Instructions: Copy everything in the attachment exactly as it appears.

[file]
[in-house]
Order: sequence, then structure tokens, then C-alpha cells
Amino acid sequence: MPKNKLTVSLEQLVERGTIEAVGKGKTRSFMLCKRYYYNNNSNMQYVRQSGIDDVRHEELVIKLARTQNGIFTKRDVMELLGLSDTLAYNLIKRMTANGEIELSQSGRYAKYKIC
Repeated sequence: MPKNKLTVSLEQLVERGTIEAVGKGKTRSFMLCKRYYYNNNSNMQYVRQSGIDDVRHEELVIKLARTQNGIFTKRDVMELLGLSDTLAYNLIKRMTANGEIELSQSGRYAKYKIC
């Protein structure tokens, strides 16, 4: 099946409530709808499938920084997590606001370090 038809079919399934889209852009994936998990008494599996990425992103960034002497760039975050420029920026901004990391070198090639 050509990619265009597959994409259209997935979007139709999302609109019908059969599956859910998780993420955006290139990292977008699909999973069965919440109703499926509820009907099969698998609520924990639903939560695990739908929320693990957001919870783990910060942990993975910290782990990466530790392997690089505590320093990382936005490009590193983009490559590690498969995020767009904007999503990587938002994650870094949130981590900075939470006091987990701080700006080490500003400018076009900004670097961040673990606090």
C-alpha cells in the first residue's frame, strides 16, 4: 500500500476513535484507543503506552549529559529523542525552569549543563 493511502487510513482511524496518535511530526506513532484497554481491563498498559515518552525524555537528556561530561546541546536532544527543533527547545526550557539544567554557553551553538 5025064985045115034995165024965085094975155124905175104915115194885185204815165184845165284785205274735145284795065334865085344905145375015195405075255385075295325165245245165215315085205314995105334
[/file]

[in-house]
Order: sequence, then structure tokens, then C-alpha cells
Amino acid sequence: MPKNKLTVSLEQLVERGTIEAVGKGKTRSFMLCKRYYYNNNSNMQYVRQSGIDDVRHEELVIKLARTQNGIFTKRDVMELLGLSDTLAYNLIKRMTANGEIELSQSGRYAKYKIC
Repeated sequence: MPKNKLTVSLEQLVERGTIEAVGKGKTRSFMLCKRYYYNNNSNMQYVRQSGIDDVRHEELVIKLARTQNGIFTKRDVMELLGLSDTLAYNLIKRMTANGEIELSQSGRYAKYKIC
């Protein structure tokens, strides 16, 4: 099946409530709808499938920084997590606001370090 038809079919399934889209852009994936998990008494599996990425992103960034002497760039975050420029920026901004990391070198090639 050509990619265009597959994409259209997935979007139709999302609109019908059969599956859910998780993420955006290139990292977008699909999973069965919440109703499926509820009907099969698998609520924990639903939560695990739908929320693990957001919870783990910060942990993975910290782990990466530790392997690089505590320093990382936005490009590193983009490559590690498969995020767009904007999503990587938002994650870094949130981590900075939470006091987990701080700006080490500003400018076009900004670097961040673990606090």
C-alpha cells in the first residue's frame, strides 16, 4: 500500500476513535484507543503506552549529559529523542525552569549543563 493511502487510513482511524496518535511530526506513532484497554481491563498498559515518552525524555537528556561530561546541546536532544527543533527547545526550557539544567554557553551553538 5025064985045115034995165024965085094975155124905175104915115194885185204815165184845165284785205274735145284795065334865085344905145375015195405075255385075295325165245245165215315085205314995105334